We Have Always Lived in the Castle by Shirley Jackson
22 September, 2011
I’ve seen lots of reviews of this book on blogs in the last two years and although I’m late to the party, I’m mighty glad I read this. I was expecting some sort of ghost story à la The Woman in Black by Susan Hill, but it’s more akin to Who Was Changed and Who Was Dead by Barbara Comyns both in style and ambience. Which is a good thing in my book because I loved it. This is my first novel by Shirley Jackson (not counting her short story The Lottery which I read on Simon T’s blog and was seriously impressed), and like with Comyns, I plan to read more.
We Have Always Lived in the Castle is set in 1960s New England, although it could almost be transplanted to early 20th century England (or even earlier). The castle is Blackwood House, tainted by tragedy and inhabited by the remaining members of the wealthy Blackwood family, sisters Constance and Mary Katherine (Merrycat) and their wheelchair-bound Uncle Julian. The villagers shun the Blackwoods and either ignore or taunt them, especially 18 year old Merrycat who goes out to do the weekly shopping. Her sister Constance, now 28, has not stepped outside the house for over 6 years since she was acquitted of poisoning her family. And Uncle Julian alternates between wanting to recall and write about the night of the tragedy and being unable to recall anything. Although strange and coccooned, this is a happy and carefree existence for the family where Merrycat is free to make up the rules of her life to keep the family safe. That is until their cousin Charles arrives, taking over the house, trying to assert control and always enquiring about the money that he knows Constance hides in the safe. As Merricat becomes agitated by the presence of her bullying cousin, things slowly spiral out of control as what was kept safely at a distance slowly encroaches and threatens the sanctity of their daily life.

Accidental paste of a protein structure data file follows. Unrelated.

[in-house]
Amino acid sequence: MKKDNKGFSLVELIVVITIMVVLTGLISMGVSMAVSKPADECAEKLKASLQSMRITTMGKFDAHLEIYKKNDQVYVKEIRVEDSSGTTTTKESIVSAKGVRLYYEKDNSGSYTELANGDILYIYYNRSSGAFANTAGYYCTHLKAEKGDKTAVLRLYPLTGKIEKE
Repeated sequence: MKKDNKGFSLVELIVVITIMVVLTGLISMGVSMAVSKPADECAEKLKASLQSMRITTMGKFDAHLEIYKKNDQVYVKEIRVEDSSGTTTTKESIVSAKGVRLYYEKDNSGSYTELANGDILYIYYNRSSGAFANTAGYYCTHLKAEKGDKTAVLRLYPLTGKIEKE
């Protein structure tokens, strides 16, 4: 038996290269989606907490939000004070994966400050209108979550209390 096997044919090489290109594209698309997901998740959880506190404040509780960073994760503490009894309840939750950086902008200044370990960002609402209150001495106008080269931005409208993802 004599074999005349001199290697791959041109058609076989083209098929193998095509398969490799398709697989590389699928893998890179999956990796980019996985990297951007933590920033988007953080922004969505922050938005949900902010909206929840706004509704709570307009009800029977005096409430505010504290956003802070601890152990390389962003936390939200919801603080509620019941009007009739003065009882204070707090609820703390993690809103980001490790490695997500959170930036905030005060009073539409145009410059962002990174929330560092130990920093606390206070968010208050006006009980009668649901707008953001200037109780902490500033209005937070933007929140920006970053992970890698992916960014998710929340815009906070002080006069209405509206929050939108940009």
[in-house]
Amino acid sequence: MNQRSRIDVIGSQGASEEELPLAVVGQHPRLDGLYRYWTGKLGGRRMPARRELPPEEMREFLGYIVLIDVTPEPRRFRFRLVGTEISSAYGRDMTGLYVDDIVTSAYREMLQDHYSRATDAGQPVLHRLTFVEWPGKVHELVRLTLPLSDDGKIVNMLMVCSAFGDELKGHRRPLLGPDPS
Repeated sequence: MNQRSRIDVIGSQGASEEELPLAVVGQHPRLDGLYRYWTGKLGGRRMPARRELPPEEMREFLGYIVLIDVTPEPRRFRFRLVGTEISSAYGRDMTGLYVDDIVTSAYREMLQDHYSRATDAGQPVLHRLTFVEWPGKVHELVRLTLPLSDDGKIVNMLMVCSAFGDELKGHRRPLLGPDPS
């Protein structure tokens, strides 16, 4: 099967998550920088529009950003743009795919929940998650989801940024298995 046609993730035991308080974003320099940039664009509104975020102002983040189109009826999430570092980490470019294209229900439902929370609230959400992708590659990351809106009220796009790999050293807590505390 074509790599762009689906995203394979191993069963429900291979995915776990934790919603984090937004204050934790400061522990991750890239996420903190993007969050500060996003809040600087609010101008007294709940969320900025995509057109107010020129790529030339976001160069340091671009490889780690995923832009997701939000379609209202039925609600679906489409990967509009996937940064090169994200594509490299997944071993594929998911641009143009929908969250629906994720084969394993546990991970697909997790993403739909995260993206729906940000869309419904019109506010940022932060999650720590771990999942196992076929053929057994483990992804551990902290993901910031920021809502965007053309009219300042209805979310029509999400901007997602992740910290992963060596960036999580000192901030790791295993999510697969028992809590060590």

Although I wasn’t really surprised by the main revelation of this story, I have to say I was impressed by the tension and the sense of doom with which Jackson imbues the arrival of Charles into the Blackwood House. Both Constance and Merrycat are characters you empathise with even though you slowly begin to see that all may not be as it seems in that household. Yet the love between the two sisters is touching and you can’t help but root for their survival.
As well as being a story of family secrets and dynamic, this is also a story of the divide between the wealthy landowners and the villagers and the blistering hatred and suspicion arising from their differences. The thing that softens what could easily be an unpleasant and harsh view of prejudice is Jackson’s constant references to food, from Constance’s culinary creations to the offerings laid out on the front doorsteps by the villagers. Of all the characters, my heart goes out to Constance who is happiest when cooking for her family and preserving fruit.
Although a short novella, We Have Always Lived in the Castle certainly packs a powerful punch. I’m not sure whether I was entirely satisfied with the ending, but I dare you not to feel a chill when reading it.
I read this as part of the R.I.P. VI Challenge.